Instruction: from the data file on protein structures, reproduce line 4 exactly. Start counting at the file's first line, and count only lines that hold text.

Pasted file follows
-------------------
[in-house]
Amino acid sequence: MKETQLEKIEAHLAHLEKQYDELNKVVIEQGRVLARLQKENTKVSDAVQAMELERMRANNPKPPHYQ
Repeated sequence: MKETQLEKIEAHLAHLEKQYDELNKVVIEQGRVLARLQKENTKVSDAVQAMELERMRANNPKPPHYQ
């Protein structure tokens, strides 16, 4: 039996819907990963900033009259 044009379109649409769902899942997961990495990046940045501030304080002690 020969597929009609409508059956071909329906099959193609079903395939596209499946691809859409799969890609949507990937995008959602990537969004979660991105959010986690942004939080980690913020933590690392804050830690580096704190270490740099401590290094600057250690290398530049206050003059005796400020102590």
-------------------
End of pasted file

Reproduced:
């Protein structure tokens, strides 16, 4: 039996819907990963900033009259 044009379109649409769902899942997961990495990046940045501030304080002690 020969597929009609409508059956071909329906099959193609079903395939596209499946691809859409799969890609949507990937995008959602990537969004979660991105959010986690942004939080980690913020933590690392804050830690580096704190270490740099401590290094600057250690290398530049206050003059005796400020102590």